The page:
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JUNEAU — As restaurants, bars, gyms and other public venues beyond Anchorage prepared to close or limit business on Wednesday, state offices remained open amid the coronavirus pandemic.
There is no unified state strategy when it comes to office closures and telecommuting. Individual supervisors and agencies are in charge of decisions, and while some employees are now working from home, the switch hasn’t been universal.
“State offices are remaining open. Specific office locations are staffed, but may restrict traffic from the public,” said Jeff Turner, deputy communications director for Gov. Mike Dunleavy.
Several workers across the state said they are scared and confused, because the state’s offices aren’t following an order affecting private businesses. On Tuesday, the governor ordered all bars and restaurants to temporarily halt dine-in services, and entertainment venues to close through the rest of the month.
Some state workers unfavorably compared state officials to those at the Municipality of Anchorage, which has been more proactive.
“What’s frustrating is that we’re on the front line. Our front desk is open. The Atwood Building is open. The public has 100% access to our office,” said Jasmin Bautista, who works for the state division that handles business licenses.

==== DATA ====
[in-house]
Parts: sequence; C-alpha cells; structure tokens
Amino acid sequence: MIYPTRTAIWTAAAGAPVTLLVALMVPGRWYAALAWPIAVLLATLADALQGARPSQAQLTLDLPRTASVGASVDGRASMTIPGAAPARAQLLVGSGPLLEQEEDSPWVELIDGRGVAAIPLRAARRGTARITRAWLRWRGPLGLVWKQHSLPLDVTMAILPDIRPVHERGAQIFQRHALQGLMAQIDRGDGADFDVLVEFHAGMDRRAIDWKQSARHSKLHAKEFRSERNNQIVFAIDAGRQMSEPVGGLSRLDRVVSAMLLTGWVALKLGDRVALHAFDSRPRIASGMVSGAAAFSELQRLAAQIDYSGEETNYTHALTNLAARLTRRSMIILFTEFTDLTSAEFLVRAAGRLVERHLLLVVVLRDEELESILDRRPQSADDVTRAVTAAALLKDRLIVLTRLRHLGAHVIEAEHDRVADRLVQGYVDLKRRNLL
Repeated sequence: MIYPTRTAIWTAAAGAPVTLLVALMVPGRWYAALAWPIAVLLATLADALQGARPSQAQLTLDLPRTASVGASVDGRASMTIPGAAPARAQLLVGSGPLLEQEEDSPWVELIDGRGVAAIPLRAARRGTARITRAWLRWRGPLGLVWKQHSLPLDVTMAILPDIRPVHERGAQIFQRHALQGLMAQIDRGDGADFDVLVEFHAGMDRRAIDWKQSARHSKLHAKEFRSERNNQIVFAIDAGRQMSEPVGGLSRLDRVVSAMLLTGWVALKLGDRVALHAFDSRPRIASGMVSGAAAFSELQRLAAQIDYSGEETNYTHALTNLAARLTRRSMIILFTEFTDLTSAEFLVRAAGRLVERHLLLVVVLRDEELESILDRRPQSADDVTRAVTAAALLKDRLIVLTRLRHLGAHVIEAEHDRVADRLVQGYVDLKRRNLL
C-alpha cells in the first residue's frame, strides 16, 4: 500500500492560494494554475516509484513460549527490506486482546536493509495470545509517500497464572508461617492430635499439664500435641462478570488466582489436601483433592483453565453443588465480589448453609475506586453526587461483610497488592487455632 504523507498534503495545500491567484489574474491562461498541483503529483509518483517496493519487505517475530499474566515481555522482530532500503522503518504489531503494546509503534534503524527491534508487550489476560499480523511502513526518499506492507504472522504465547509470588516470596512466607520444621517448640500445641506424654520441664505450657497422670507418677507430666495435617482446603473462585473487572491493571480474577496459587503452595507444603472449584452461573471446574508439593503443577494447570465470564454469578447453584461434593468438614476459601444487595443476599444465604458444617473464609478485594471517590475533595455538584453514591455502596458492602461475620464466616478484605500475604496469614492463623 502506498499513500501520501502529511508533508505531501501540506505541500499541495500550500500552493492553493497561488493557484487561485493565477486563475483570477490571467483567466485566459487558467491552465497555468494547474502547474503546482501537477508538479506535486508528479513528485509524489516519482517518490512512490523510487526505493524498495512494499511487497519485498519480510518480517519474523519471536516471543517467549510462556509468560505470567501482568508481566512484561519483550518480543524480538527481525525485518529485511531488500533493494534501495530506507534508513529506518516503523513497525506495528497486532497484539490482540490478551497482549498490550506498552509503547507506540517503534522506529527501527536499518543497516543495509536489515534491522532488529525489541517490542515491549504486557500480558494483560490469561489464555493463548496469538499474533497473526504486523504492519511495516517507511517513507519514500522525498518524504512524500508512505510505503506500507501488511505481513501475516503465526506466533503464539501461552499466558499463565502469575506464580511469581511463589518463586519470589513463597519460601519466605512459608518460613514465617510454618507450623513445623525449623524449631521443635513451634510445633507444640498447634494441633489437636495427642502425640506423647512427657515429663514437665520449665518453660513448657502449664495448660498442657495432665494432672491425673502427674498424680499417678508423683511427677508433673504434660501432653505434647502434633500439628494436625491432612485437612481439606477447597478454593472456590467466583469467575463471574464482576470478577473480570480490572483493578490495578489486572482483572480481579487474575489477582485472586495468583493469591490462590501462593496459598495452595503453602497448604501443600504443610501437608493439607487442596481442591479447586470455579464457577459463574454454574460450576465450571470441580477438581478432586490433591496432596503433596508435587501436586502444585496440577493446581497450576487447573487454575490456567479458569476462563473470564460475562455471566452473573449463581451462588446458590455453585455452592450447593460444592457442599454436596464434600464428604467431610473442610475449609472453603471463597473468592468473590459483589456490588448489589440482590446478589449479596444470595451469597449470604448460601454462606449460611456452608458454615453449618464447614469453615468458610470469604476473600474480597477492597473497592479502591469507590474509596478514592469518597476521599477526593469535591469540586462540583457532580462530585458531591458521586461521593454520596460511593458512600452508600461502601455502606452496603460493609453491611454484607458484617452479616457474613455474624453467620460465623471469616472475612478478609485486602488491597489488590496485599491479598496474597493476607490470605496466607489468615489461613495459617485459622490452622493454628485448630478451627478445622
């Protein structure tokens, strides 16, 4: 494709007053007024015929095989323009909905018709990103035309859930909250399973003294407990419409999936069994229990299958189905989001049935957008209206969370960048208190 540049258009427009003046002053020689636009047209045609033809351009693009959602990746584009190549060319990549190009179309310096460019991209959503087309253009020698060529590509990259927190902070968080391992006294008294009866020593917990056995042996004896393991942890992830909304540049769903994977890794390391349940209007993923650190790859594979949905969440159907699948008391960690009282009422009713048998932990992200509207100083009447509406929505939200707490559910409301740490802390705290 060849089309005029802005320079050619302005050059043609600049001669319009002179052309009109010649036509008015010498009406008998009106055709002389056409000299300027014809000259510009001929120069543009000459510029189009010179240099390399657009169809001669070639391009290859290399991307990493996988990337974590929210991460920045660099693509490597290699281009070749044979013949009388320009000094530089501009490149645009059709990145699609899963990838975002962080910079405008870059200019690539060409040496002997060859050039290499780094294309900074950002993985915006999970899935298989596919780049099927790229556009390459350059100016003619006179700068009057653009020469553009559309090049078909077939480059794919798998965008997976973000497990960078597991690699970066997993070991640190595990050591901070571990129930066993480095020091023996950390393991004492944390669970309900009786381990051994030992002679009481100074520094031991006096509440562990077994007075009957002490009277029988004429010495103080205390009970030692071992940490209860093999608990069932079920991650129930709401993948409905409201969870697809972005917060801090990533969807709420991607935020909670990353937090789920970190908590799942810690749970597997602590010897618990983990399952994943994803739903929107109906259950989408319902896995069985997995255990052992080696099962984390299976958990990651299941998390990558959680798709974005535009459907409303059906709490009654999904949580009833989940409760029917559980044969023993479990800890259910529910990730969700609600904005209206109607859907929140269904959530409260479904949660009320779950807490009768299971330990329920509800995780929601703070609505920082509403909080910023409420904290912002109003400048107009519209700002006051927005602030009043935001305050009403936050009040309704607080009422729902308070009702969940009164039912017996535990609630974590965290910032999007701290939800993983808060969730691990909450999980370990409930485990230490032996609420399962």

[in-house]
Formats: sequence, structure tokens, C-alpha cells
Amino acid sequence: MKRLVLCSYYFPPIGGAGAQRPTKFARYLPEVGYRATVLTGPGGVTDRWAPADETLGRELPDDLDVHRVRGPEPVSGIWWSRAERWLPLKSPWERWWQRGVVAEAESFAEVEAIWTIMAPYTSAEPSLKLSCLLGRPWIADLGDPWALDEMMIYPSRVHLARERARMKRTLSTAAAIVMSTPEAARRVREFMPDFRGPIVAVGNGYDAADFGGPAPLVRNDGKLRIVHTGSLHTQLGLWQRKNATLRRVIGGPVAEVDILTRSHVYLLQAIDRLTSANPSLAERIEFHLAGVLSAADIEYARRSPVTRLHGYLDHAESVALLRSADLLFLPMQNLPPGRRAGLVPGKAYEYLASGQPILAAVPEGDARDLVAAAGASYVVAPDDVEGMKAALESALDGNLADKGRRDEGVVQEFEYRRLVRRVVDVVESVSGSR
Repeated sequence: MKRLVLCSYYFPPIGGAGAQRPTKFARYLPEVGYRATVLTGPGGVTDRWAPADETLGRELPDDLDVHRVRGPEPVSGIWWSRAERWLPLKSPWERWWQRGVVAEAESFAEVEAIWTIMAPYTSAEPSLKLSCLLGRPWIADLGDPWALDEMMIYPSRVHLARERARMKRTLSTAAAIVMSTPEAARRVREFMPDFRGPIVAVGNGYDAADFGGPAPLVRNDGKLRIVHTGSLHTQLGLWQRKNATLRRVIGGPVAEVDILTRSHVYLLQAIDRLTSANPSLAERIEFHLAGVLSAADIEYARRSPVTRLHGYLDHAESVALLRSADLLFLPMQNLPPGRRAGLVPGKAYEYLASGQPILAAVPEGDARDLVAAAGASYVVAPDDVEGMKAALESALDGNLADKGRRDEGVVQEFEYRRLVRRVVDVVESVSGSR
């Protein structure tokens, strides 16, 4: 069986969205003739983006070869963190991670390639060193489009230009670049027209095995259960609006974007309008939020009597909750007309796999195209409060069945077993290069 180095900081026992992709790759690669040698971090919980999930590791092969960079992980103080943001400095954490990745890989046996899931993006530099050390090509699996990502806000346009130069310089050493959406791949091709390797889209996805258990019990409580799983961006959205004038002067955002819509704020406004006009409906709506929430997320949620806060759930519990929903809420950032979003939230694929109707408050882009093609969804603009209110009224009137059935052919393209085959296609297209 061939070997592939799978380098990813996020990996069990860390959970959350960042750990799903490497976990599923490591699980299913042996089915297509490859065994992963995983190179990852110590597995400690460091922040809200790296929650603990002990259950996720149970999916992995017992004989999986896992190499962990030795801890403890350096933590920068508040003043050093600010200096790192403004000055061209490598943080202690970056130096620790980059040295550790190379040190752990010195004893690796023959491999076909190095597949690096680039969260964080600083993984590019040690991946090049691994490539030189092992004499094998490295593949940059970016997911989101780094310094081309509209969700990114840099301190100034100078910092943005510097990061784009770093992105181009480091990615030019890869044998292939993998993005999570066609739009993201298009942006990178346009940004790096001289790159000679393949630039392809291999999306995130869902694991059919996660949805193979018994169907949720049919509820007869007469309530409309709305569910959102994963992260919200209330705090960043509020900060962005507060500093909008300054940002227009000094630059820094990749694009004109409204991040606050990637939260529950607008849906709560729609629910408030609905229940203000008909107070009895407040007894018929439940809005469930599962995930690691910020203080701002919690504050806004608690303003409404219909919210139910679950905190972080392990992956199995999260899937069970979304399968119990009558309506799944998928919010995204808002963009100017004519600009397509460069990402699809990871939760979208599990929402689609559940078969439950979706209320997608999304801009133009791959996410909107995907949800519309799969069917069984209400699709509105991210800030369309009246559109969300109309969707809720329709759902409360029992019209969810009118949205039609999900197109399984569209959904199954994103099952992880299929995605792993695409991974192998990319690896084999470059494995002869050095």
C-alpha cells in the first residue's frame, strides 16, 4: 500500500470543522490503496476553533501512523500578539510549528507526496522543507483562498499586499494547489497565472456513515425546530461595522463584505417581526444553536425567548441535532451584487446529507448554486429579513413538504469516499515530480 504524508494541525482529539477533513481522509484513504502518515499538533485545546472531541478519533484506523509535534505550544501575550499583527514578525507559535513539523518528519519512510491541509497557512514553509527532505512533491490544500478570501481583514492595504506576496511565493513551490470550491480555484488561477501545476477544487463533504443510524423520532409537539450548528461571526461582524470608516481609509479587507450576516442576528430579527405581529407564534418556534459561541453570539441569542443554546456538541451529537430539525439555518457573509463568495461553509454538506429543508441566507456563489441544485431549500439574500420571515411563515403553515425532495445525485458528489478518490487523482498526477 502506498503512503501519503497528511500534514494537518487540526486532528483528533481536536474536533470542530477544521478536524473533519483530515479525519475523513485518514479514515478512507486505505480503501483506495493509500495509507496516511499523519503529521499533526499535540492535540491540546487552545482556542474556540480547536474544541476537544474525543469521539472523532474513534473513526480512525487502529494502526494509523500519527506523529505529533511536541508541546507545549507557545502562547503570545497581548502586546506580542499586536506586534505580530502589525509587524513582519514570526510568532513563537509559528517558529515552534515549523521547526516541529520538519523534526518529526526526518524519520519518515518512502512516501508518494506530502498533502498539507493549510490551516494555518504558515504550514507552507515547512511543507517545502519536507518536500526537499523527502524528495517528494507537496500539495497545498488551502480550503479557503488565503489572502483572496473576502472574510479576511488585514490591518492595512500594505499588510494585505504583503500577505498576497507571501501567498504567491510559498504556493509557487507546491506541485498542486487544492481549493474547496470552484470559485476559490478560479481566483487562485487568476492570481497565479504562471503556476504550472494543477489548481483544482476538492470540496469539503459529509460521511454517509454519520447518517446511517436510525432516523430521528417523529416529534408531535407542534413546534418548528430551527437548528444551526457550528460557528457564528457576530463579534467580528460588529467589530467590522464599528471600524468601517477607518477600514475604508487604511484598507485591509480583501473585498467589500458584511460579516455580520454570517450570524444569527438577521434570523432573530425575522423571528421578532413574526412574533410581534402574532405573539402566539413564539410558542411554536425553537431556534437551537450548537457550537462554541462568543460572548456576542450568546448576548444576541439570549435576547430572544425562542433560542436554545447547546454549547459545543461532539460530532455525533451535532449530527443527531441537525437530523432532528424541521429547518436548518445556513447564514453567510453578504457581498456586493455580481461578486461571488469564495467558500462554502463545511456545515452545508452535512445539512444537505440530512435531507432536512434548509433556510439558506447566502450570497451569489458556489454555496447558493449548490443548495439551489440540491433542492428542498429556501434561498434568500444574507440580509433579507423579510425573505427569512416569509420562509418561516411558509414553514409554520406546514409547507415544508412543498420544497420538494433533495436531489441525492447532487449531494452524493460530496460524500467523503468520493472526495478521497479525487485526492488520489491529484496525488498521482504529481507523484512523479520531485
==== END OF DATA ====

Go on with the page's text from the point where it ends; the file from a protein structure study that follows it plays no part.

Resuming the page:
“It’s a little frustrating — no, not a little — it’s a lot frustrating,” said an employee of the state’s tax division who works in the Atwood Building. She said she suffers from asthma but has been unable to get permission to telecommute.
She said employees have been deterred from speaking up by the fear that they will be fired or punished for speaking out.
“You don’t want to get fired. You don’t want to get a target on your back by making noise,” she said.
The commissioner of the Alaska Department of Health and Social Services said the state’s cubicle farms provide the “social distancing” recommended by the Centers for Disease Control and Prevention.
“If it is providing you 6 feet of space away from your co-workers, that is a safe place to be," he said.
Bars and restaurants didn’t have a way to keep people 6 feet apart, he said, which is why restrictions were placed on those businesses.
Dr. Anne Zink, the state’s chief medical officer, said she believes state officials have followed CDC guidance and are acting according to best practices.
“I do feel that they have been incredibly receptive to health care advice,” she said.
Alicia Hughes-Skandjis is a state employee and a member of the City and Borough of Juneau Assembly. She also has a medical condition that makes her vulnerable to infection.
On Wednesday, she visited the doctor for a note she said she needed to get approved for work from home. She said the state’s policies vary from division to division, not just department to department.
Employees and supervisors said the state is struggling to balance the need for public services and the need to protect workers.
“It’s important that we keep state government working as much as possible,” Zink said.